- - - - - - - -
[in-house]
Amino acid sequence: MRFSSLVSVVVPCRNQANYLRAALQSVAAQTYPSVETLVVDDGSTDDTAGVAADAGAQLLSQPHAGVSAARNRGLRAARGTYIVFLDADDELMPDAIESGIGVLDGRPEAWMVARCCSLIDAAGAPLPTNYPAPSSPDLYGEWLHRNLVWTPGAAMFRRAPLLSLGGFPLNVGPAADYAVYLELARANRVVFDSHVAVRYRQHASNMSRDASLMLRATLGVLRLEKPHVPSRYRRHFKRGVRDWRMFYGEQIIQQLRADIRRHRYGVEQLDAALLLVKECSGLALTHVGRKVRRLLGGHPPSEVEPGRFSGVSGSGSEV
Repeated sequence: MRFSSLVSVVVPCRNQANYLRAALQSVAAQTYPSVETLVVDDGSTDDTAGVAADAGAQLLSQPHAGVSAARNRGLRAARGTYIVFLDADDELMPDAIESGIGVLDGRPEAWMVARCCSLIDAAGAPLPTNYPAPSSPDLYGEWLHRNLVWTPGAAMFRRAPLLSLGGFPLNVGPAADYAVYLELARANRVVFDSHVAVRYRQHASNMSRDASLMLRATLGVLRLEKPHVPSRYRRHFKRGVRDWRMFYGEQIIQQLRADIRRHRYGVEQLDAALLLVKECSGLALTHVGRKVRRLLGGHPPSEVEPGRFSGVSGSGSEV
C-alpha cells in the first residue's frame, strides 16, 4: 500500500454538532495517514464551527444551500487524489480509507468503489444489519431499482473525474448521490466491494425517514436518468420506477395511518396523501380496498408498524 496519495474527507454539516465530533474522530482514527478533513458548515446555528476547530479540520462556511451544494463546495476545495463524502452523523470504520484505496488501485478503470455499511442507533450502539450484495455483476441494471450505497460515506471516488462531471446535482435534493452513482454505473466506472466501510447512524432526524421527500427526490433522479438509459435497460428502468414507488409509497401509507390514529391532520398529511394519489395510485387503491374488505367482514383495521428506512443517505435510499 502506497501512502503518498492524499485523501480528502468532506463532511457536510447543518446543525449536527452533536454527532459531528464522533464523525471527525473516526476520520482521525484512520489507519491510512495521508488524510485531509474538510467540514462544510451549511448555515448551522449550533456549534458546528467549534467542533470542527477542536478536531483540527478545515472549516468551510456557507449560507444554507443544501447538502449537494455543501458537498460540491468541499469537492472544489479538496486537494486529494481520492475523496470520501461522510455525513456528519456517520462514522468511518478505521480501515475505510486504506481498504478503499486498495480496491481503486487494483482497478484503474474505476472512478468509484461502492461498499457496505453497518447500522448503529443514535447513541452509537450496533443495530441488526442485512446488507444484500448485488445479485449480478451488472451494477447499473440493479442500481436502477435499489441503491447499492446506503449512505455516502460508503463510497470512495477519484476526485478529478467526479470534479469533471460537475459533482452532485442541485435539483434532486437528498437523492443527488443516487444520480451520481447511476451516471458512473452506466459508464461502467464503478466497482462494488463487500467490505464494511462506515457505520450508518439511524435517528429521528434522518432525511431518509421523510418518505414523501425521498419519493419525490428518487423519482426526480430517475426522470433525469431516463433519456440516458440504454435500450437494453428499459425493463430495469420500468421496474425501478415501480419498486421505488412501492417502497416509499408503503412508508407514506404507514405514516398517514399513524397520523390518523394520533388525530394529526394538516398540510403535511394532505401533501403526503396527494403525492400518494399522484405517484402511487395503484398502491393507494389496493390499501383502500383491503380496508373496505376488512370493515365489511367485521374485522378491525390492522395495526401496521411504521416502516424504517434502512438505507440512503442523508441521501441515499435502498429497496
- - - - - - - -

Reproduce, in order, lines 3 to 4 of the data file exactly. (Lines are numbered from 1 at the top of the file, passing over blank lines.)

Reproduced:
Repeated sequence: MRFSSLVSVVVPCRNQANYLRAALQSVAAQTYPSVETLVVDDGSTDDTAGVAADAGAQLLSQPHAGVSAARNRGLRAARGTYIVFLDADDELMPDAIESGIGVLDGRPEAWMVARCCSLIDAAGAPLPTNYPAPSSPDLYGEWLHRNLVWTPGAAMFRRAPLLSLGGFPLNVGPAADYAVYLELARANRVVFDSHVAVRYRQHASNMSRDASLMLRATLGVLRLEKPHVPSRYRRHFKRGVRDWRMFYGEQIIQQLRADIRRHRYGVEQLDAALLLVKECSGLALTHVGRKVRRLLGGHPPSEVEPGRFSGVSGSGSEV
C-alpha cells in the first residue's frame, strides 16, 4: 500500500454538532495517514464551527444551500487524489480509507468503489444489519431499482473525474448521490466491494425517514436518468420506477395511518396523501380496498408498524 496519495474527507454539516465530533474522530482514527478533513458548515446555528476547530479540520462556511451544494463546495476545495463524502452523523470504520484505496488501485478503470455499511442507533450502539450484495455483476441494471450505497460515506471516488462531471446535482435534493452513482454505473466506472466501510447512524432526524421527500427526490433522479438509459435497460428502468414507488409509497401509507390514529391532520398529511394519489395510485387503491374488505367482514383495521428506512443517505435510499 502506497501512502503518498492524499485523501480528502468532506463532511457536510447543518446543525449536527452533536454527532459531528464522533464523525471527525473516526476520520482521525484512520489507519491510512495521508488524510485531509474538510467540514462544510451549511448555515448551522449550533456549534458546528467549534467542533470542527477542536478536531483540527478545515472549516468551510456557507449560507444554507443544501447538502449537494455543501458537498460540491468541499469537492472544489479538496486537494486529494481520492475523496470520501461522510455525513456528519456517520462514522468511518478505521480501515475505510486504506481498504478503499486498495480496491481503486487494483482497478484503474474505476472512478468509484461502492461498499457496505453497518447500522448503529443514535447513541452509537450496533443495530441488526442485512446488507444484500448485488445479485449480478451488472451494477447499473440493479442500481436502477435499489441503491447499492446506503449512505455516502460508503463510497470512495477519484476526485478529478467526479470534479469533471460537475459533482452532485442541485435539483434532486437528498437523492443527488443516487444520480451520481447511476451516471458512473452506466459508464461502467464503478466497482462494488463487500467490505464494511462506515457505520450508518439511524435517528429521528434522518432525511431518509421523510418518505414523501425521498419519493419525490428518487423519482426526480430517475426522470433525469431516463433519456440516458440504454435500450437494453428499459425493463430495469420500468421496474425501478415501480419498486421505488412501492417502497416509499408503503412508508407514506404507514405514516398517514399513524397520523390518523394520533388525530394529526394538516398540510403535511394532505401533501403526503396527494403525492400518494399522484405517484402511487395503484398502491393507494389496493390499501383502500383491503380496508373496505376488512370493515365489511367485521374485522378491525390492522395495526401496521411504521416502516424504517434502512438505507440512503442523508441521501441515499435502498429497496